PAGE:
The Stone of Destiny retells the fascinating and true story of four young Glaswegian students who, in 1951, outwitted the British authorities in their successful attempt to take back the Stone of Scone - a beloved symbol of Scottish pride, back to its country of origin.Written by
Robert Carlyle, who played John McCormick in this film, also starred in Hamish Macbeth (1995), a show whose final episode also dealt with a theft of the Stone of Destiny. See more »
In the scene where Ian has escaped with the stone and almost runs over Gavin & Alan, the Glasgow skyline (South Portland Street Suspension Bridge from the south of the Clyde river) can clearly be seen in the background although they are supposedly near Westminster. See more »
It was only a rock, a big lump of sandstone, you might pass right by it, but to us, it was symbol of our freedom, of our independence. We all knew about it of course, we learned as children how it was the Scottish stone of kings, but they took it from us. And as a nation is suppose we'd forgotten about it. Time does that. It was history.
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A gem of a feel-good movie, and that's coming from an Englishman!!!
Since around the 9th century, tradition holds that Scottish monarchs took their place upon the Stone of Scone during their coronation ceremony, until 1296 when it was captured by Edward I and placed in Westminster Abbey under a seat upon which English sovereigns were crowned, thereby showing the English power over the Scots. "Stone of Destiny" tells the true story of Ian Hamilton, a young student and nationalist, who was to attempt to return the Stone to its rightful place in Scotland and thereby right a long-standing injustice by the English.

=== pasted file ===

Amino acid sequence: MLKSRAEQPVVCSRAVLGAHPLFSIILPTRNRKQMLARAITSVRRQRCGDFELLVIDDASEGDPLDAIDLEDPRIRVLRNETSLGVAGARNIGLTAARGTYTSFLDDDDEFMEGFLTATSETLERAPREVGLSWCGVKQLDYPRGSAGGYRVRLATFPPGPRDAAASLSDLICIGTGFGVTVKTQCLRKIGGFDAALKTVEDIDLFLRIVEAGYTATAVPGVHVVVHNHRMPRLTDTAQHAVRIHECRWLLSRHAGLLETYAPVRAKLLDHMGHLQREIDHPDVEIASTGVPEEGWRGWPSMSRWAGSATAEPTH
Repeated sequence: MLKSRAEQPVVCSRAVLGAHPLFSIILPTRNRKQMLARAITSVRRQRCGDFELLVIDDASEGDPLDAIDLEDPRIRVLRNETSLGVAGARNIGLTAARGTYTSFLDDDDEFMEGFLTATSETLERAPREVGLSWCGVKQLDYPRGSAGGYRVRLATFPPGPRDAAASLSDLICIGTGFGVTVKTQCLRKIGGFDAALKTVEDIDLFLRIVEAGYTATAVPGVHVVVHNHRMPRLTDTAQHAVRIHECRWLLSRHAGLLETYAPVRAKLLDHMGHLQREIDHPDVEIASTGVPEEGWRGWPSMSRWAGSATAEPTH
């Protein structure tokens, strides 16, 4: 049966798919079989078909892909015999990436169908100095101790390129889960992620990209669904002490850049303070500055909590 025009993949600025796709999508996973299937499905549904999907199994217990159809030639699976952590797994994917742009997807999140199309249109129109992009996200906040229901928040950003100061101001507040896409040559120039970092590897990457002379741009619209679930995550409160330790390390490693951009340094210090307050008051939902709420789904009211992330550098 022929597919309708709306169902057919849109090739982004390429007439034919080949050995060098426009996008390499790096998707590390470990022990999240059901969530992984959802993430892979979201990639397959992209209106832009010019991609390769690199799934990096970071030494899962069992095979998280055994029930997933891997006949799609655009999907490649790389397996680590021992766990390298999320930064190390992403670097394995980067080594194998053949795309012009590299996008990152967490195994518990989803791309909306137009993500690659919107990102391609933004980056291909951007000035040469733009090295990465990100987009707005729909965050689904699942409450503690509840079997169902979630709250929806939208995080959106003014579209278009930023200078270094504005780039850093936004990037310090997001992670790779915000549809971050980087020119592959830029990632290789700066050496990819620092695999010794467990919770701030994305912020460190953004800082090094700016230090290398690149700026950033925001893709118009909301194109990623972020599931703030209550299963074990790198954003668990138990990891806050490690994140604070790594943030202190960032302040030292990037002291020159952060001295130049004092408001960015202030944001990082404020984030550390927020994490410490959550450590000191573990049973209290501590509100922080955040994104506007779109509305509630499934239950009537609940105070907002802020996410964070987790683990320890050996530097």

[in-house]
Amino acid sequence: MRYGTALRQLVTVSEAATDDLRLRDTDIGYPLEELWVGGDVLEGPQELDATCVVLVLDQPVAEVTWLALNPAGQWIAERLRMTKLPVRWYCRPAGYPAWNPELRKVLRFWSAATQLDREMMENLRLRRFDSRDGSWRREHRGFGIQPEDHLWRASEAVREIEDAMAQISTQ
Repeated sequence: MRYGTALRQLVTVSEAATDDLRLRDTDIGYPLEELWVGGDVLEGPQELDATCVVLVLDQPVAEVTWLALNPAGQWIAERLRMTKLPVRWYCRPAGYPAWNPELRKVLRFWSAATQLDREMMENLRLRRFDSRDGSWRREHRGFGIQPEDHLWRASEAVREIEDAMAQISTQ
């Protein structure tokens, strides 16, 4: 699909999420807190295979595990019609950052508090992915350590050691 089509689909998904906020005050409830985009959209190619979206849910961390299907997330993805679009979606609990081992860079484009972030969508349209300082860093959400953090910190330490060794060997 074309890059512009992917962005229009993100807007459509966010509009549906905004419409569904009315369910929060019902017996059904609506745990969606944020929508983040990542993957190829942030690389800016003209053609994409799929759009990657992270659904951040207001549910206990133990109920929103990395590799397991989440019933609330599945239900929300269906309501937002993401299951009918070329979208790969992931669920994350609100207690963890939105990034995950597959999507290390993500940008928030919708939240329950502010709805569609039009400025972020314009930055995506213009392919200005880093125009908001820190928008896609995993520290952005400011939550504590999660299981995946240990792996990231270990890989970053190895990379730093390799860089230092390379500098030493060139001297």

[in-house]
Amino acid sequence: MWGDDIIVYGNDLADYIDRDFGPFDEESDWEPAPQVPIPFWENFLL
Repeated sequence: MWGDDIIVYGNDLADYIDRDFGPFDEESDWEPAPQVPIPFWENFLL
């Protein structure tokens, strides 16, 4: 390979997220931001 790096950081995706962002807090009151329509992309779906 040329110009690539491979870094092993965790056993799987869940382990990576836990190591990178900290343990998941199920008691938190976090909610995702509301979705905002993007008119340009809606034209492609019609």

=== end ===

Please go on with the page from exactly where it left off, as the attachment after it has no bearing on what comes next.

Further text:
The cast is strong and features the likes of Robert Carlyle, Brenda Fricker and Billy Boyd (that "fool of a Took"). However, Charlie Cox once again caught my attention following his leading role in Stardust. Given he is not a native Scot, he makes a great effort at the accent, and again manages to portray his character with a great balance of likability, determination and youthful exuberance, and gives us hope that some of the next generation's leading men can combine acting and looking good... Director Charles Martin Smith does wonderfully in conveying the underdog theme brilliantly with a good balance of action, comedy and emotion. It's a definite feel-good movie, with the people around me clapping at the end. 5 stars, a British gem.
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